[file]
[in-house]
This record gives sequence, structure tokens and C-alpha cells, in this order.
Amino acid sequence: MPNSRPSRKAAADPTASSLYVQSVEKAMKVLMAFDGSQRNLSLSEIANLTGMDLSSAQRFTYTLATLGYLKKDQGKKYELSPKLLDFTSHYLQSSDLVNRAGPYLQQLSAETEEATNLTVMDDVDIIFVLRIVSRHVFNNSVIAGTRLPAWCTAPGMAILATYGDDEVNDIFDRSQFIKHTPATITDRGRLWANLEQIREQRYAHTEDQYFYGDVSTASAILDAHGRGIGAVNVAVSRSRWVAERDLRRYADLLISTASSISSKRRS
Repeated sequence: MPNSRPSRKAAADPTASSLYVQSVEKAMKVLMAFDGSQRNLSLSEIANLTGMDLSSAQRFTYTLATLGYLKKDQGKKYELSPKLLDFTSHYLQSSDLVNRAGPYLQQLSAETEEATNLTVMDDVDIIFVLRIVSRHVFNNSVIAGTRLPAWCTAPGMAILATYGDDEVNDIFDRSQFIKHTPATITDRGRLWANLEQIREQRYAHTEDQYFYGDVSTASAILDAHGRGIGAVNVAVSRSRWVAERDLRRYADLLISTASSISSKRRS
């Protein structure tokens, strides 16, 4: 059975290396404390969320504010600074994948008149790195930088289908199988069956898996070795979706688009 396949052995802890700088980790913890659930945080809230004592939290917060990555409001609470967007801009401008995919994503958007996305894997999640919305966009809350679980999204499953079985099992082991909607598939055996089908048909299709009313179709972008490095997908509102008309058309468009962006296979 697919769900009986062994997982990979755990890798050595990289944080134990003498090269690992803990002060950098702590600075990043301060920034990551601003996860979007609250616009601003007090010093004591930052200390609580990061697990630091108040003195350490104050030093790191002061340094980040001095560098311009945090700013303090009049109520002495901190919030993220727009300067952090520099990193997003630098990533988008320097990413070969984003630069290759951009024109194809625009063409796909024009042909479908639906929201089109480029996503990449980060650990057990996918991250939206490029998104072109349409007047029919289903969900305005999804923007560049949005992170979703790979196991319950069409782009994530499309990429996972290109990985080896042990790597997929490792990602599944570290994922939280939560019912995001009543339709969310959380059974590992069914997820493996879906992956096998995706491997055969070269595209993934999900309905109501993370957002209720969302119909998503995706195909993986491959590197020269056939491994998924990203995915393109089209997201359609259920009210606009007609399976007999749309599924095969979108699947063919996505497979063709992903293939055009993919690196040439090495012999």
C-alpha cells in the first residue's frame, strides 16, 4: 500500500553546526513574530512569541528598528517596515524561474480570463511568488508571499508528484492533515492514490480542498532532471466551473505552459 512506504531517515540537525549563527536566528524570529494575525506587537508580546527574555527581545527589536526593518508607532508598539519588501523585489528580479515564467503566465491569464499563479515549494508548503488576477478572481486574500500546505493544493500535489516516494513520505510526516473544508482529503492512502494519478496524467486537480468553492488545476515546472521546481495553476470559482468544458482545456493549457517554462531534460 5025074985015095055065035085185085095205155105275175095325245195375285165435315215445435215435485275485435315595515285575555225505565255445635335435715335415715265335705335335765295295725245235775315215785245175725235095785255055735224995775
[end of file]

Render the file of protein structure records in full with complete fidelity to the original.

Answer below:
[in-house]
This record gives sequence, structure tokens and C-alpha cells, in this order.
Amino acid sequence: MPNSRPSRKAAADPTASSLYVQSVEKAMKVLMAFDGSQRNLSLSEIANLTGMDLSSAQRFTYTLATLGYLKKDQGKKYELSPKLLDFTSHYLQSSDLVNRAGPYLQQLSAETEEATNLTVMDDVDIIFVLRIVSRHVFNNSVIAGTRLPAWCTAPGMAILATYGDDEVNDIFDRSQFIKHTPATITDRGRLWANLEQIREQRYAHTEDQYFYGDVSTASAILDAHGRGIGAVNVAVSRSRWVAERDLRRYADLLISTASSISSKRRS
Repeated sequence: MPNSRPSRKAAADPTASSLYVQSVEKAMKVLMAFDGSQRNLSLSEIANLTGMDLSSAQRFTYTLATLGYLKKDQGKKYELSPKLLDFTSHYLQSSDLVNRAGPYLQQLSAETEEATNLTVMDDVDIIFVLRIVSRHVFNNSVIAGTRLPAWCTAPGMAILATYGDDEVNDIFDRSQFIKHTPATITDRGRLWANLEQIREQRYAHTEDQYFYGDVSTASAILDAHGRGIGAVNVAVSRSRWVAERDLRRYADLLISTASSISSKRRS
């Protein structure tokens, strides 16, 4: 059975290396404390969320504010600074994948008149790195930088289908199988069956898996070795979706688009 396949052995802890700088980790913890659930945080809230004592939290917060990555409001609470967007801009401008995919994503958007996305894997999640919305966009809350679980999204499953079985099992082991909607598939055996089908048909299709009313179709972008490095997908509102008309058309468009962006296979 697919769900009986062994997982990979755990890798050595990289944080134990003498090269690992803990002060950098702590600075990043301060920034990551601003996860979007609250616009601003007090010093004591930052200390609580990061697990630091108040003195350490104050030093790191002061340094980040001095560098311009945090700013303090009049109520002495901190919030993220727009300067952090520099990193997003630098990533988008320097990413070969984003630069290759951009024109194809625009063409796909024009042909479908639906929201089109480029996503990449980060650990057990996918991250939206490029998104072109349409007047029919289903969900305005999804923007560049949005992170979703790979196991319950069409782009994530499309990429996972290109990985080896042990790597997929490792990602599944570290994922939280939560019912995001009543339709969310959380059974590992069914997820493996879906992956096998995706491997055969070269595209993934999900309905109501993370957002209720969302119909998503995706195909993986491959590197020269056939491994998924990203995915393109089209997201359609259920009210606009007609399976007999749309599924095969979108699947063919996505497979063709992903293939055009993919690196040439090495012999």
C-alpha cells in the first residue's frame, strides 16, 4: 500500500553546526513574530512569541528598528517596515524561474480570463511568488508571499508528484492533515492514490480542498532532471466551473505552459 512506504531517515540537525549563527536566528524570529494575525506587537508580546527574555527581545527589536526593518508607532508598539519588501523585489528580479515564467503566465491569464499563479515549494508548503488576477478572481486574500500546505493544493500535489516516494513520505510526516473544508482529503492512502494519478496524467486537480468553492488545476515546472521546481495553476470559482468544458482545456493549457517554462531534460 5025074985015095055065035085185085095205155105275175095325245195375285165435315215445435215435485275485435315595515285575555225505565255445635335435715335415715265335705335335765295295725245235775315215785245175725235095785255055735224995775